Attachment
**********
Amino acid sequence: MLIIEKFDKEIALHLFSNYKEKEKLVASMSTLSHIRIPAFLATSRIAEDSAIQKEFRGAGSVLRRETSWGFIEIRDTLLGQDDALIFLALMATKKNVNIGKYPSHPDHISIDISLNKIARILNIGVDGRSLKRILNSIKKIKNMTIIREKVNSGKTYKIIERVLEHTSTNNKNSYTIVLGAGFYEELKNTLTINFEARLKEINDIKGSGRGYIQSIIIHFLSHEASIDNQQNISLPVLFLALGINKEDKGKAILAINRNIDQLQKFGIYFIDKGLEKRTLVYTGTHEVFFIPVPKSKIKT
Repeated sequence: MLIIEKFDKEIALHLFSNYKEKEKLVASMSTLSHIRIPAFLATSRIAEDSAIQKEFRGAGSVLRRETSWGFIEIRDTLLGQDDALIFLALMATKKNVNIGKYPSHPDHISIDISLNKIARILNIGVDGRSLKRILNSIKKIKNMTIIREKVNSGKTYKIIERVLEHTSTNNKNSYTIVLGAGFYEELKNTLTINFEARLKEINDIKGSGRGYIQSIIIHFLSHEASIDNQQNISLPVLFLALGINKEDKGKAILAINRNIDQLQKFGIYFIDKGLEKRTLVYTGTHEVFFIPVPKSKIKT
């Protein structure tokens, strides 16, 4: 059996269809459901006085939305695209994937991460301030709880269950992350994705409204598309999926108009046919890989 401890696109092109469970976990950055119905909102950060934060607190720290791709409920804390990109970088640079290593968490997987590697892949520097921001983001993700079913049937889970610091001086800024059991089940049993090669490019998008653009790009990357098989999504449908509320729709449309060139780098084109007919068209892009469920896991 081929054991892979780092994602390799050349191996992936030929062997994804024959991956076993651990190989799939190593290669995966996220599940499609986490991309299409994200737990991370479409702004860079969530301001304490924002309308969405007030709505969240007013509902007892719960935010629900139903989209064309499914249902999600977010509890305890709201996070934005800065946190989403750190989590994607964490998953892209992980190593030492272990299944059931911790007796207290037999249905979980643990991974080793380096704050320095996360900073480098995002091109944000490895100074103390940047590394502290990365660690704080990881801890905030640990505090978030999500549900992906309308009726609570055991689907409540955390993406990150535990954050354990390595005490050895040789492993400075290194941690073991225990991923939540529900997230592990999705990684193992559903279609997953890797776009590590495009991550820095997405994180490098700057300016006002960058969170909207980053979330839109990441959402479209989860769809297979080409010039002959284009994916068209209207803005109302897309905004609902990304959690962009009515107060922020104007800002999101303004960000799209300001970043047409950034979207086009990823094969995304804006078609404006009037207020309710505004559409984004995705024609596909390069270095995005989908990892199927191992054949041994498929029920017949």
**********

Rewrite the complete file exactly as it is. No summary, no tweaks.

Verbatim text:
Amino acid sequence: MLIIEKFDKEIALHLFSNYKEKEKLVASMSTLSHIRIPAFLATSRIAEDSAIQKEFRGAGSVLRRETSWGFIEIRDTLLGQDDALIFLALMATKKNVNIGKYPSHPDHISIDISLNKIARILNIGVDGRSLKRILNSIKKIKNMTIIREKVNSGKTYKIIERVLEHTSTNNKNSYTIVLGAGFYEELKNTLTINFEARLKEINDIKGSGRGYIQSIIIHFLSHEASIDNQQNISLPVLFLALGINKEDKGKAILAINRNIDQLQKFGIYFIDKGLEKRTLVYTGTHEVFFIPVPKSKIKT
Repeated sequence: MLIIEKFDKEIALHLFSNYKEKEKLVASMSTLSHIRIPAFLATSRIAEDSAIQKEFRGAGSVLRRETSWGFIEIRDTLLGQDDALIFLALMATKKNVNIGKYPSHPDHISIDISLNKIARILNIGVDGRSLKRILNSIKKIKNMTIIREKVNSGKTYKIIERVLEHTSTNNKNSYTIVLGAGFYEELKNTLTINFEARLKEINDIKGSGRGYIQSIIIHFLSHEASIDNQQNISLPVLFLALGINKEDKGKAILAINRNIDQLQKFGIYFIDKGLEKRTLVYTGTHEVFFIPVPKSKIKT
């Protein structure tokens, strides 16, 4: 059996269809459901006085939305695209994937991460301030709880269950992350994705409204598309999926108009046919890989 401890696109092109469970976990950055119905909102950060934060607190720290791709409920804390990109970088640079290593968490997987590697892949520097921001983001993700079913049937889970610091001086800024059991089940049993090669490019998008653009790009990357098989999504449908509320729709449309060139780098084109007919068209892009469920896991 081929054991892979780092994602390799050349191996992936030929062997994804024959991956076993651990190989799939190593290669995966996220599940499609986490991309299409994200737990991370479409702004860079969530301001304490924002309308969405007030709505969240007013509902007892719960935010629900139903989209064309499914249902999600977010509890305890709201996070934005800065946190989403750190989590994607964490998953892209992980190593030492272990299944059931911790007796207290037999249905979980643990991974080793380096704050320095996360900073480098995002091109944000490895100074103390940047590394502290990365660690704080990881801890905030640990505090978030999500549900992906309308009726609570055991689907409540955390993406990150535990954050354990390595005490050895040789492993400075290194941690073991225990991923939540529900997230592990999705990684193992559903279609997953890797776009590590495009991550820095997405994180490098700057300016006002960058969170909207980053979330839109990441959402479209989860769809297979080409010039002959284009994916068209209207803005109302897309905004609902990304959690962009009515107060922020104007800002999101303004960000799209300001970043047409950034979207086009990823094969995304804006078609404006009037207020309710505004559409984004995705024609596909390069270095995005989908990892199927191992054949041994498929029920017949």